Those who love big-band jazz should go down on their knees and thank Art Lillard and his kind. The New York based drummer/arranger/bandleader has been leading the 12 or 13 piece Heavenly Big Band
since 1987, and I can guarantee that he does not do it for the money. The evening I caught the band in New York some months ago it was playing to an empty room, and it has taken Lillard six years to put out this recording which was originally laid down in January of 2000. Apart from many hours spent mixing the sound, it also took a long time before he found a record label -- Summit Records -- who would put it out. I guess the major companies are too busy with gansta' rap and commercial pap, or with Wynton's jazz museum!
A museum piece is one thing this is not. It's red-blooded American jazz and swing music that engages the intellect while it gets the toes tapping, one of the unique capabilities of this genre. "One of the things that people forget is (that) jazz used to be music to dance to," legendary record producer Joel Dorn told me recently. "And it used to be music you went out to, to have fun. It's not all serious and complex and abstract." Well, the Heavenly Band manages to balance both these elements. The arrangements, mostly by Lillard plus one or two by guitarist Mark McCarron, have an exuberance about them, and a unique blend of colors that has been rather aptly described as "a dash of Bacharach, a measure of Mancini, half a jigger of "Birth of the Cool," and an ounce of Tadd Dameron, serve(d) with a twist of modern gospel." There is some straight-out swing, "Swingin' The Blues Away," a strong Latin component aided by the great Arturo O'Farrell and the late Mauricio Smith, as in "Incognito," a strong blues component, "Biznes Changes" and several pieces built around the work of the band's four vocalists and featuring the lyrics of flutist Jan Leder. The overall sound of the band has a brightness resulting from the somewhat unusual instrumentation, with two flutes in addition to the saxophone section with soprano and no baritone. (I hope Lillard's scores make it into the library of some university jazz programs where flutists who do not double on saxophone, as well as soprano saxophone specialists, have a hard time fitting in.)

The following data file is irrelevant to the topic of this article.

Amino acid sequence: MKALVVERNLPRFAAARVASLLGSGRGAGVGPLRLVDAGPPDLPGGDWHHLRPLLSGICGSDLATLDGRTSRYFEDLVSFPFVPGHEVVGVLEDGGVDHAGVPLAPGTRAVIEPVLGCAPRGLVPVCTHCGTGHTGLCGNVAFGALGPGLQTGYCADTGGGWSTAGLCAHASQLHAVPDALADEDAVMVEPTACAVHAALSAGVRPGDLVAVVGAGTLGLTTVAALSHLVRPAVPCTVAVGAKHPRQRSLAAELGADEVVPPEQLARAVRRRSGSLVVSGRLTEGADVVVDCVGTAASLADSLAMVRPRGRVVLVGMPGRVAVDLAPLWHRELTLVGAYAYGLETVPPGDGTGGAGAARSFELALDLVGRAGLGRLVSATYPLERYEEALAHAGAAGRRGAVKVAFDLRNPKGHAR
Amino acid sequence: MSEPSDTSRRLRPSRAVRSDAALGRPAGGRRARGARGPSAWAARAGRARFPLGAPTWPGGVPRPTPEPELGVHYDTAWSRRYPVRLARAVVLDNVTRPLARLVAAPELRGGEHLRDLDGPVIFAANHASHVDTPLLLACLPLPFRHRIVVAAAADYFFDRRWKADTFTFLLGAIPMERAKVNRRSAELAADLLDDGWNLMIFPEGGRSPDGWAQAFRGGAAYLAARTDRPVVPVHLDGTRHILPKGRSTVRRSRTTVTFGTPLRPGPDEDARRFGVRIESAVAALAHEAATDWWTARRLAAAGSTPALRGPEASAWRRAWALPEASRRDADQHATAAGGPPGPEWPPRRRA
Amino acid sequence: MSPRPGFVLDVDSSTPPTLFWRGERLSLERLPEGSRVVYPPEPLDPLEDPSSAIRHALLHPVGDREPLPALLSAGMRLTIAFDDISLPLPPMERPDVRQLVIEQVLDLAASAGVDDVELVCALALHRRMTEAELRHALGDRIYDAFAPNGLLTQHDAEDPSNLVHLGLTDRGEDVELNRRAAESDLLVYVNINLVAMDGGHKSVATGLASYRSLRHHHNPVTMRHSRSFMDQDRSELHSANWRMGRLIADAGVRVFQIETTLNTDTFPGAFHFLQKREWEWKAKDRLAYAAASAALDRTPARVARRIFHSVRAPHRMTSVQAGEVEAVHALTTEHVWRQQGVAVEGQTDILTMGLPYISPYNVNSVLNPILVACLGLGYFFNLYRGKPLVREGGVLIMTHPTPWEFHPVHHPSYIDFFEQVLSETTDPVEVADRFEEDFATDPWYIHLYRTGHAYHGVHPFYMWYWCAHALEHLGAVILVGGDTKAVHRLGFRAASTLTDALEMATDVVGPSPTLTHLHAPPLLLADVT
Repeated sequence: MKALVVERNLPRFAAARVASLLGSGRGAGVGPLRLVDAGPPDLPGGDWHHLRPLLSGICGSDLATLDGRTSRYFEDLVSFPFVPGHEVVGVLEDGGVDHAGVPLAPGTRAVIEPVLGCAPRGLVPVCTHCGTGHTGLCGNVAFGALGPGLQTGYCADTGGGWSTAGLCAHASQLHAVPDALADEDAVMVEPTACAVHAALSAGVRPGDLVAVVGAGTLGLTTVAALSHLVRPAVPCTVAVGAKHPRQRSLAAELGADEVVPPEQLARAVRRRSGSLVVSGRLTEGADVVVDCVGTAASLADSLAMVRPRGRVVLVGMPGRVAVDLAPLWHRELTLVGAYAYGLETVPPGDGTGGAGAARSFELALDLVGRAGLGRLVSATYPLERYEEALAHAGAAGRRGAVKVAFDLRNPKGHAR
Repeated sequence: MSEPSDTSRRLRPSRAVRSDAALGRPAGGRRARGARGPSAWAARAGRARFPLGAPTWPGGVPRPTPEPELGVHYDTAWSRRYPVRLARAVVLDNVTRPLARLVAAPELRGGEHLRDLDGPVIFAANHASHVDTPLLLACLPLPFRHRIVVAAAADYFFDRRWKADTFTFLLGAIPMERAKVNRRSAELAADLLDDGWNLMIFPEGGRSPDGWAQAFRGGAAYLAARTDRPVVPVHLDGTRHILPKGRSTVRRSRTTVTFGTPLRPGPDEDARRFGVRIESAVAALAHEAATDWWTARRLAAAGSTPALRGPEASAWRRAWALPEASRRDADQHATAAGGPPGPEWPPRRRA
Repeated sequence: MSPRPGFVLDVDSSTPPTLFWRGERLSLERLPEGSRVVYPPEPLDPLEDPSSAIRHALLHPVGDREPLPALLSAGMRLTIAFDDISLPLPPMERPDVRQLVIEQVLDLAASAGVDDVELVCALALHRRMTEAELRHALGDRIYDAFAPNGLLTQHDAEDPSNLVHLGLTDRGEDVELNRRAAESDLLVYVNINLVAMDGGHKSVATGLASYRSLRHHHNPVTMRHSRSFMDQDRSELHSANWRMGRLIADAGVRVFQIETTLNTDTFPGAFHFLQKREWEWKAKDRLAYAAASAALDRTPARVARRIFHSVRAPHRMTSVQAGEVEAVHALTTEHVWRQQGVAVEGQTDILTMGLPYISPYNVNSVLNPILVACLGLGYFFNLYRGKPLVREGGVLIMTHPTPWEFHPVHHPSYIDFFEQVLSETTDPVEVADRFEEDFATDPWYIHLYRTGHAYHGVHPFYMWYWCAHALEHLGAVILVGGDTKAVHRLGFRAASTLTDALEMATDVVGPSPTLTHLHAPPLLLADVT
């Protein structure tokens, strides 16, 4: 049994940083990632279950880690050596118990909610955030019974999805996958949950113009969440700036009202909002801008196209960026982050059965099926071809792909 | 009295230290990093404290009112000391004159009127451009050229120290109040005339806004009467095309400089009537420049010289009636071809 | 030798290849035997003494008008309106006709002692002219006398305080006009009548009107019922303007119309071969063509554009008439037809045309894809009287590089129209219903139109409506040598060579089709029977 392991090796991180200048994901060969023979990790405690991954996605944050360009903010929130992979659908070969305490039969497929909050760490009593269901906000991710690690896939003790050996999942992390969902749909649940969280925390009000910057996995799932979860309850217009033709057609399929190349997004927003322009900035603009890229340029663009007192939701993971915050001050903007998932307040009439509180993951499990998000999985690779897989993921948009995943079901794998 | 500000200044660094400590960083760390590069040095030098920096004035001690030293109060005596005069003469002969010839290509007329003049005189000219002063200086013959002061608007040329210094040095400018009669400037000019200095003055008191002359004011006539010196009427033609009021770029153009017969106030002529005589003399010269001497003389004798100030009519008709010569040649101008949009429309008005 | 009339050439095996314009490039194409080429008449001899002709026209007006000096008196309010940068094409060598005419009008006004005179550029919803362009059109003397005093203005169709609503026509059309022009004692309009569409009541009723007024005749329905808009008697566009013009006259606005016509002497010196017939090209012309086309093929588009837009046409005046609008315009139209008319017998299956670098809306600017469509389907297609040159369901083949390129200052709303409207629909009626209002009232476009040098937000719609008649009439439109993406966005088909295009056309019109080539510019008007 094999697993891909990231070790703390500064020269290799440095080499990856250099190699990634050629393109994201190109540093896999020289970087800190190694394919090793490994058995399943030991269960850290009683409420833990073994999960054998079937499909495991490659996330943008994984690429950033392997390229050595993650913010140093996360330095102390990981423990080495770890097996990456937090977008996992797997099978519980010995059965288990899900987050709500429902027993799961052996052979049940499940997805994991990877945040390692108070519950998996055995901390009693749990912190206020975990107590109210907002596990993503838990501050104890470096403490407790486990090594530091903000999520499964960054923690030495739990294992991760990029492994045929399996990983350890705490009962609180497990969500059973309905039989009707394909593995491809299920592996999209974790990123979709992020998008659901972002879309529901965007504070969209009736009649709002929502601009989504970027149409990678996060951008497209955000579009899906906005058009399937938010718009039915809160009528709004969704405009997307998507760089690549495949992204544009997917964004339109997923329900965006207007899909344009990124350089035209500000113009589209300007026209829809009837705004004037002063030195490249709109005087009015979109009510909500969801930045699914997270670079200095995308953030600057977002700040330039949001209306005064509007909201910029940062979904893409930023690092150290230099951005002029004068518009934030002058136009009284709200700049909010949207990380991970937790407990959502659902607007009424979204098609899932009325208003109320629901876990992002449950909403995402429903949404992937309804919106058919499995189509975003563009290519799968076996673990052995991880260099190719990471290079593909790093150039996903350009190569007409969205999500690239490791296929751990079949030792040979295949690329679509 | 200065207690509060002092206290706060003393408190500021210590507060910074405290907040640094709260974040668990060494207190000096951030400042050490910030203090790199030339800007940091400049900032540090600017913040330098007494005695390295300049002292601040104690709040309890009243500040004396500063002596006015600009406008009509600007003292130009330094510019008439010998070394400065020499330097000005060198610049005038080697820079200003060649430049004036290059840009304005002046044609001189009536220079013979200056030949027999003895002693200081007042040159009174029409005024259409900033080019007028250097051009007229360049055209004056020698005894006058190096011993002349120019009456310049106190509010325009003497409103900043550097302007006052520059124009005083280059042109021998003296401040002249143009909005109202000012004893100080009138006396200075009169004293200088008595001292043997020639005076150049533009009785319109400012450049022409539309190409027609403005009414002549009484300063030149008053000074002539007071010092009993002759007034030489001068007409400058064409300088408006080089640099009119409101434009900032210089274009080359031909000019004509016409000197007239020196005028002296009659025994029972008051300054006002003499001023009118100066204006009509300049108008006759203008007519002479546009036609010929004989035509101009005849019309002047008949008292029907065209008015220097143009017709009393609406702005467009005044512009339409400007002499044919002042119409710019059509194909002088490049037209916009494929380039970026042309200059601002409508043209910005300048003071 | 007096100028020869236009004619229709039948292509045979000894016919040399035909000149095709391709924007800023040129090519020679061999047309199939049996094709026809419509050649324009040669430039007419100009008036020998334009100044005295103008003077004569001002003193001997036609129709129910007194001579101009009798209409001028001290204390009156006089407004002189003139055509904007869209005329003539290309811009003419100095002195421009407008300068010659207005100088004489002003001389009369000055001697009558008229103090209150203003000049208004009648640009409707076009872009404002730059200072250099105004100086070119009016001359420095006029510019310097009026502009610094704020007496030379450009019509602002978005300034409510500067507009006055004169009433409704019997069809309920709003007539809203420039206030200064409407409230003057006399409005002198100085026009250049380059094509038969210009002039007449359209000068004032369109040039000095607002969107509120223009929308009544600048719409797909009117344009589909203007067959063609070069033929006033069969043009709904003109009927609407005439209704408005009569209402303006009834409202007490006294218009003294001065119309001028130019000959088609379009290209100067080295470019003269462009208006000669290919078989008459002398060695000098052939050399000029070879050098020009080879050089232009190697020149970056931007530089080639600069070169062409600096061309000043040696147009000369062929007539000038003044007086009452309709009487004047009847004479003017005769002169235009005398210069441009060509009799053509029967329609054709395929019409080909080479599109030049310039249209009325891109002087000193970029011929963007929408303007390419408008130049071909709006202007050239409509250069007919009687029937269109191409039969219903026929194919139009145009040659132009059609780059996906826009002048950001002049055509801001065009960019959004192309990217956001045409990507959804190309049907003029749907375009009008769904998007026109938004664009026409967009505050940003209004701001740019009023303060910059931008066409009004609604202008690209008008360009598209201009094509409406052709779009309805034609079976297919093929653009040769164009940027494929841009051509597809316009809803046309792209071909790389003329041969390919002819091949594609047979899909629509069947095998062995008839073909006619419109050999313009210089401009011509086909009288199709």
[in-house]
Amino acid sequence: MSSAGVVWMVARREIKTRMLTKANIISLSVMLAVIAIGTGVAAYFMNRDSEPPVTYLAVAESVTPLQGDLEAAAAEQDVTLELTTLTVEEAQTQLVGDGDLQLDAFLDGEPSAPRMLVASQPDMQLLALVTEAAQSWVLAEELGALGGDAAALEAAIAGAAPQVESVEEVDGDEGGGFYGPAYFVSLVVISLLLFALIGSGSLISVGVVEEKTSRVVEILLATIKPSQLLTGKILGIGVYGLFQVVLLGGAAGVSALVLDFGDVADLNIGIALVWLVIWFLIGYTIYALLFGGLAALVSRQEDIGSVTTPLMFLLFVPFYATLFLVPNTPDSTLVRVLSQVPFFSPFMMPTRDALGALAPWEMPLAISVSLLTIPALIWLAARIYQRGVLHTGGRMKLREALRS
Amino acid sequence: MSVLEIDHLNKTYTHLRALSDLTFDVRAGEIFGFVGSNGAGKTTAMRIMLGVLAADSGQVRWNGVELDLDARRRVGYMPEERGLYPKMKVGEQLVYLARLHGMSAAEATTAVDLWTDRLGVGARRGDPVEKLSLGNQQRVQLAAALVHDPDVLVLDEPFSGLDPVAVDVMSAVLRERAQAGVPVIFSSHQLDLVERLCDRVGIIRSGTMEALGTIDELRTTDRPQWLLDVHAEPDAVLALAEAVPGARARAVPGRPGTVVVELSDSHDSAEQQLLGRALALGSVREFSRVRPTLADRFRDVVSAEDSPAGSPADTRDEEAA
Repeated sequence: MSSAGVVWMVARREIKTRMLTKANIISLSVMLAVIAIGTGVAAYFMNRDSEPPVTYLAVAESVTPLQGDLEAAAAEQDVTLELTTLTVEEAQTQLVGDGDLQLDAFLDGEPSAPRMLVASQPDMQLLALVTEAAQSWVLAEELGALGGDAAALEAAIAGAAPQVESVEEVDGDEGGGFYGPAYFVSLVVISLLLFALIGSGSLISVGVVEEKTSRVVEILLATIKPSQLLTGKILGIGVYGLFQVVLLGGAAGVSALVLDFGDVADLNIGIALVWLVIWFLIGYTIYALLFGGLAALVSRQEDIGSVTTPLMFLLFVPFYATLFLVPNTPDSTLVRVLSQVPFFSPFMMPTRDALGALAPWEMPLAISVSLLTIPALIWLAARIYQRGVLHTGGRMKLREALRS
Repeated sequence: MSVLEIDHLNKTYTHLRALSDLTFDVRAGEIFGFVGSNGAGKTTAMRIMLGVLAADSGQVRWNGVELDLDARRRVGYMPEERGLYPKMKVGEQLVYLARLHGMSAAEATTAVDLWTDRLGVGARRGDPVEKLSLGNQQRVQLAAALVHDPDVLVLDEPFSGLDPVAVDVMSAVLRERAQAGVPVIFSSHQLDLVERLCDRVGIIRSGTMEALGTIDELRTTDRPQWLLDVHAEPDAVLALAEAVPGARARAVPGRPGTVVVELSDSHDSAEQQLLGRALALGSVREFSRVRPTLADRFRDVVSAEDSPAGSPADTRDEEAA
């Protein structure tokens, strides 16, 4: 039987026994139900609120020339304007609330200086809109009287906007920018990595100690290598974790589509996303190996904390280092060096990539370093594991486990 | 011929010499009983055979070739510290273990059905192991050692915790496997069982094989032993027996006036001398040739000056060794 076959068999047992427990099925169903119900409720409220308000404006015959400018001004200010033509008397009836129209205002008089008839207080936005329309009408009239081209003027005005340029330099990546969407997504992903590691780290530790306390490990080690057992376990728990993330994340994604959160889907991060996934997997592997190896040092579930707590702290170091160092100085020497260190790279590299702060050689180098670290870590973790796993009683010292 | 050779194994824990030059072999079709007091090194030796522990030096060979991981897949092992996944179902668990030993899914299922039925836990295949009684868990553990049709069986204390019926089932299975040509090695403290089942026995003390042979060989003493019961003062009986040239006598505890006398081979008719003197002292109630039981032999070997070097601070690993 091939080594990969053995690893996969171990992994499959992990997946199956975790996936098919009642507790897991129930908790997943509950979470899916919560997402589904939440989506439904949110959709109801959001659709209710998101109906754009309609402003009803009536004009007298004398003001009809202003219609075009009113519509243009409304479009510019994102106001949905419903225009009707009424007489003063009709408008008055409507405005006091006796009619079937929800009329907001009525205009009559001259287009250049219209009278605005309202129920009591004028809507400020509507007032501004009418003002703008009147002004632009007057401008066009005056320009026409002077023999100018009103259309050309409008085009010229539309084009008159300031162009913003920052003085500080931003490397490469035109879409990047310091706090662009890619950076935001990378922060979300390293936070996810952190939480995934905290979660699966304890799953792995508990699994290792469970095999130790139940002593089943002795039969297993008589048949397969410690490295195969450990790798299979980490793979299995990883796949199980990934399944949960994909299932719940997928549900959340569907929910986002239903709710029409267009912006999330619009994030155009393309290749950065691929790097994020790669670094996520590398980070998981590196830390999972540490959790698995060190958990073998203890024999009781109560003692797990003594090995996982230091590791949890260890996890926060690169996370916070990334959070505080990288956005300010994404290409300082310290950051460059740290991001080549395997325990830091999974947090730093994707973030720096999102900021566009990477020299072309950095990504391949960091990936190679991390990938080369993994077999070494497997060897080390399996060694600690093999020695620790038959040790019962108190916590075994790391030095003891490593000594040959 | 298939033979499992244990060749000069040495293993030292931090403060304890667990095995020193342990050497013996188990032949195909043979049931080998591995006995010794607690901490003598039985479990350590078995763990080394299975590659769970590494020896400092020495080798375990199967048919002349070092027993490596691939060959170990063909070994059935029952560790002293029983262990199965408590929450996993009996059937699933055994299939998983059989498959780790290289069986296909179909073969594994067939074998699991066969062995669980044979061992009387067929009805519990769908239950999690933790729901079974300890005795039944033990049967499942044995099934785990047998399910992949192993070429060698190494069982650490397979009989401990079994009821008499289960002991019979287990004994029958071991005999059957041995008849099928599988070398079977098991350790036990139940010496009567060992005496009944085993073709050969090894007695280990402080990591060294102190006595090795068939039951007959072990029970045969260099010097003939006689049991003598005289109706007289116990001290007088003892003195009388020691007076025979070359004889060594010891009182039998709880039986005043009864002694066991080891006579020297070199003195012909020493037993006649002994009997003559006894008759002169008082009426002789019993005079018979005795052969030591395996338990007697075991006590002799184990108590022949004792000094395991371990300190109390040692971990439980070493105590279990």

Along with the writing, the band boasts several fine soloists who inject the bop and post-bop, and Latin, elements into the mix. Mauricio Smith was a legend on the New York Latin jazz scene, while Arturo O'Farrill still leads the Lincoln Center Afro-Latin Jazz Orchestra
. Mike Longo was a long-time associate of Dizzy Gillespie, altoist Bob Mover has worked with Charles Mingus and Chet Baker, while David Peterson, Michael Boschen, Erik Jekabson, Jay Collins and Kyle Whelan are top-flight performers drawn from New York's seemingly inexhaustible talent pool.
These are all original compositions so Lillard and his compadres are adding invaluable material to the mother lode of American music, a new layer to add to the Great American Songbook. Let's pray that, a generation from now, there are still musicians interested in interpreting it, and listeners willing to enjoy it.